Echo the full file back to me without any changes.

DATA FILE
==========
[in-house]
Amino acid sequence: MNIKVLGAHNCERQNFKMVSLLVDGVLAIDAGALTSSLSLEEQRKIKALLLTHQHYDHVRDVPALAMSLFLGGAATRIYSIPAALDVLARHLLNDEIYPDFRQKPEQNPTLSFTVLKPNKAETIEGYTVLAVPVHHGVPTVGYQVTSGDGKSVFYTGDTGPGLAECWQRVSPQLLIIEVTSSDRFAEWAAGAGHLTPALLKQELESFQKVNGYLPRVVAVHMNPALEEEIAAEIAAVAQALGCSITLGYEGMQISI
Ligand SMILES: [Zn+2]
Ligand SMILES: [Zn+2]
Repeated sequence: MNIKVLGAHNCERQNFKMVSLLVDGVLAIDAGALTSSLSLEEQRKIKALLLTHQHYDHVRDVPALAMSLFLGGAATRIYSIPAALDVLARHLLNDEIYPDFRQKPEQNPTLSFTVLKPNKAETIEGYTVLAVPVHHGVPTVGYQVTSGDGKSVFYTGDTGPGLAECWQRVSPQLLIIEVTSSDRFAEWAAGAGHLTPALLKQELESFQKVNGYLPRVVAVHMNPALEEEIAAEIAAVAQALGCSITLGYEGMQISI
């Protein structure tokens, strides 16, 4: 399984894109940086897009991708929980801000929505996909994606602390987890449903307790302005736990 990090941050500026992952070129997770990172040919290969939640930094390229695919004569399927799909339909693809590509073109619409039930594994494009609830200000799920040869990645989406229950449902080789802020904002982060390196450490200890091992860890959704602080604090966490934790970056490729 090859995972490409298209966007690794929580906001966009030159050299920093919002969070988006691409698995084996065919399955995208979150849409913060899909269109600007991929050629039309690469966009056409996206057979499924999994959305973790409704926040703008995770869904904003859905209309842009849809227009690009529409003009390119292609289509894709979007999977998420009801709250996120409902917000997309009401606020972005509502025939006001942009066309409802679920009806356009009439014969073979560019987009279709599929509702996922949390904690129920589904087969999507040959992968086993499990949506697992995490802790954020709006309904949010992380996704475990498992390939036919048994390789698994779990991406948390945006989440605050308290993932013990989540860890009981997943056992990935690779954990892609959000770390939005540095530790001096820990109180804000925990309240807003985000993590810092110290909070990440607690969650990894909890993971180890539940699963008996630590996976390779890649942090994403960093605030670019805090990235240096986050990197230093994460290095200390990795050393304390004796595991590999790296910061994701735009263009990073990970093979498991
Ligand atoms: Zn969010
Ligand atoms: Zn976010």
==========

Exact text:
[in-house]
Amino acid sequence: MNIKVLGAHNCERQNFKMVSLLVDGVLAIDAGALTSSLSLEEQRKIKALLLTHQHYDHVRDVPALAMSLFLGGAATRIYSIPAALDVLARHLLNDEIYPDFRQKPEQNPTLSFTVLKPNKAETIEGYTVLAVPVHHGVPTVGYQVTSGDGKSVFYTGDTGPGLAECWQRVSPQLLIIEVTSSDRFAEWAAGAGHLTPALLKQELESFQKVNGYLPRVVAVHMNPALEEEIAAEIAAVAQALGCSITLGYEGMQISI
Ligand SMILES: [Zn+2]
Ligand SMILES: [Zn+2]
Repeated sequence: MNIKVLGAHNCERQNFKMVSLLVDGVLAIDAGALTSSLSLEEQRKIKALLLTHQHYDHVRDVPALAMSLFLGGAATRIYSIPAALDVLARHLLNDEIYPDFRQKPEQNPTLSFTVLKPNKAETIEGYTVLAVPVHHGVPTVGYQVTSGDGKSVFYTGDTGPGLAECWQRVSPQLLIIEVTSSDRFAEWAAGAGHLTPALLKQELESFQKVNGYLPRVVAVHMNPALEEEIAAEIAAVAQALGCSITLGYEGMQISI
């Protein structure tokens, strides 16, 4: 399984894109940086897009991708929980801000929505996909994606602390987890449903307790302005736990 990090941050500026992952070129997770990172040919290969939640930094390229695919004569399927799909339909693809590509073109619409039930594994494009609830200000799920040869990645989406229950449902080789802020904002982060390196450490200890091992860890959704602080604090966490934790970056490729 090859995972490409298209966007690794929580906001966009030159050299920093919002969070988006691409698995084996065919399955995208979150849409913060899909269109600007991929050629039309690469966009056409996206057979499924999994959305973790409704926040703008995770869904904003859905209309842009849809227009690009529409003009390119292609289509894709979007999977998420009801709250996120409902917000997309009401606020972005509502025939006001942009066309409802679920009806356009009439014969073979560019987009279709599929509702996922949390904690129920589904087969999507040959992968086993499990949506697992995490802790954020709006309904949010992380996704475990498992390939036919048994390789698994779990991406948390945006989440605050308290993932013990989540860890009981997943056992990935690779954990892609959000770390939005540095530790001096820990109180804000925990309240807003985000993590810092110290909070990440607690969650990894909890993971180890539940699963008996630590996976390779890649942090994403960093605030670019805090990235240096986050990197230093994460290095200390990795050393304390004796595991590999790296910061994701735009263009990073990970093979498991
Ligand atoms: Zn969010
Ligand atoms: Zn976010």